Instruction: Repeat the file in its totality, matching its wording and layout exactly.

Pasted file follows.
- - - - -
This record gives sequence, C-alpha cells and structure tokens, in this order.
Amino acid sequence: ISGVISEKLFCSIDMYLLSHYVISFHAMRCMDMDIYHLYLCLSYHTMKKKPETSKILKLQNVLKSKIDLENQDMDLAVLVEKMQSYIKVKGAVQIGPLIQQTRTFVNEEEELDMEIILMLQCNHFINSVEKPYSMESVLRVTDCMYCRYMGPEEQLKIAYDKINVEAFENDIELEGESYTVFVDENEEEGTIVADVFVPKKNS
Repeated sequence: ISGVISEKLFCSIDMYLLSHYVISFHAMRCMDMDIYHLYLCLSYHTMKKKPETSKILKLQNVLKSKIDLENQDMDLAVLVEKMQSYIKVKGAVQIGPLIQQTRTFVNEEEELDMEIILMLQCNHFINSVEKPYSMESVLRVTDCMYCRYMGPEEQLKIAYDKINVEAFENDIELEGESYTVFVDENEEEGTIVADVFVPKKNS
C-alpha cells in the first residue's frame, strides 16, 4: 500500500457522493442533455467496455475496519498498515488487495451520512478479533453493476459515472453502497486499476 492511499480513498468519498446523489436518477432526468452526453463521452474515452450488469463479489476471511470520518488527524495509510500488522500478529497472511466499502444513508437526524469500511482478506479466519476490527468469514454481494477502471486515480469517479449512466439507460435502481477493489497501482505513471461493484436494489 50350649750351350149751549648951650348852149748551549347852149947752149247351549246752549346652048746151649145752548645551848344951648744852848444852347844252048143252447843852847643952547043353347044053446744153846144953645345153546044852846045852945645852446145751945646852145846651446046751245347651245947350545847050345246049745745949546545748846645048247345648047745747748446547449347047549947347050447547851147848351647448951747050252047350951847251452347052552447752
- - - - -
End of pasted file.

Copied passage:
This record gives sequence, C-alpha cells and structure tokens, in this order.
Amino acid sequence: ISGVISEKLFCSIDMYLLSHYVISFHAMRCMDMDIYHLYLCLSYHTMKKKPETSKILKLQNVLKSKIDLENQDMDLAVLVEKMQSYIKVKGAVQIGPLIQQTRTFVNEEEELDMEIILMLQCNHFINSVEKPYSMESVLRVTDCMYCRYMGPEEQLKIAYDKINVEAFENDIELEGESYTVFVDENEEEGTIVADVFVPKKNS
Repeated sequence: ISGVISEKLFCSIDMYLLSHYVISFHAMRCMDMDIYHLYLCLSYHTMKKKPETSKILKLQNVLKSKIDLENQDMDLAVLVEKMQSYIKVKGAVQIGPLIQQTRTFVNEEEELDMEIILMLQCNHFINSVEKPYSMESVLRVTDCMYCRYMGPEEQLKIAYDKINVEAFENDIELEGESYTVFVDENEEEGTIVADVFVPKKNS
C-alpha cells in the first residue's frame, strides 16, 4: 500500500457522493442533455467496455475496519498498515488487495451520512478479533453493476459515472453502497486499476 492511499480513498468519498446523489436518477432526468452526453463521452474515452450488469463479489476471511470520518488527524495509510500488522500478529497472511466499502444513508437526524469500511482478506479466519476490527468469514454481494477502471486515480469517479449512466439507460435502481477493489497501482505513471461493484436494489 50350649750351350149751549648951650348852149748551549347852149947752149247351549246752549346652048746151649145752548645551848344951648744852848444852347844252048143252447843852847643952547043353347044053446744153846144953645345153546044852846045852945645852446145751945646852145846651446046751245347651245947350545847050345246049745745949546545748846645048247345648047745747748446547449347047549947347050447547851147848351647448951747050252047350951847251452347052552447752